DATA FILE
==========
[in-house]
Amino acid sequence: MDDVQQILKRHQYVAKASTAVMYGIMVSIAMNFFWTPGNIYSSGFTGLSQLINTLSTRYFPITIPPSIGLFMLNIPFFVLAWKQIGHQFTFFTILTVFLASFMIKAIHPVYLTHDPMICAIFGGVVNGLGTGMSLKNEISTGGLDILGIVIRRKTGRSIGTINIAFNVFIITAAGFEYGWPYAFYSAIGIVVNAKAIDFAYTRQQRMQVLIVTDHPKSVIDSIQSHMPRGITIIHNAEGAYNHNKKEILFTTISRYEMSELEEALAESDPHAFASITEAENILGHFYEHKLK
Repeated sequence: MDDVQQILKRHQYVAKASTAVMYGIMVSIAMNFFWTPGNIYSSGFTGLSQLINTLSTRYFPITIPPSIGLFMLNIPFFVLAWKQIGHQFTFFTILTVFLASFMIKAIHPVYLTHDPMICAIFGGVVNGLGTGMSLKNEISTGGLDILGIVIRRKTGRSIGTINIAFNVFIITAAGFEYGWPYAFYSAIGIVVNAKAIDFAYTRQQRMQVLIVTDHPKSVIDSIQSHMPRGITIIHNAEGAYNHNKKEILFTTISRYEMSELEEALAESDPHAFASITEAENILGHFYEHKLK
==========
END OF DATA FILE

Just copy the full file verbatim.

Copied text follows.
[in-house]
Amino acid sequence: MDDVQQILKRHQYVAKASTAVMYGIMVSIAMNFFWTPGNIYSSGFTGLSQLINTLSTRYFPITIPPSIGLFMLNIPFFVLAWKQIGHQFTFFTILTVFLASFMIKAIHPVYLTHDPMICAIFGGVVNGLGTGMSLKNEISTGGLDILGIVIRRKTGRSIGTINIAFNVFIITAAGFEYGWPYAFYSAIGIVVNAKAIDFAYTRQQRMQVLIVTDHPKSVIDSIQSHMPRGITIIHNAEGAYNHNKKEILFTTISRYEMSELEEALAESDPHAFASITEAENILGHFYEHKLK
Repeated sequence: MDDVQQILKRHQYVAKASTAVMYGIMVSIAMNFFWTPGNIYSSGFTGLSQLINTLSTRYFPITIPPSIGLFMLNIPFFVLAWKQIGHQFTFFTILTVFLASFMIKAIHPVYLTHDPMICAIFGGVVNGLGTGMSLKNEISTGGLDILGIVIRRKTGRSIGTINIAFNVFIITAAGFEYGWPYAFYSAIGIVVNAKAIDFAYTRQQRMQVLIVTDHPKSVIDSIQSHMPRGITIIHNAEGAYNHNKKEILFTTISRYEMSELEEALAESDPHAFASITEAENILGHFYEHKLK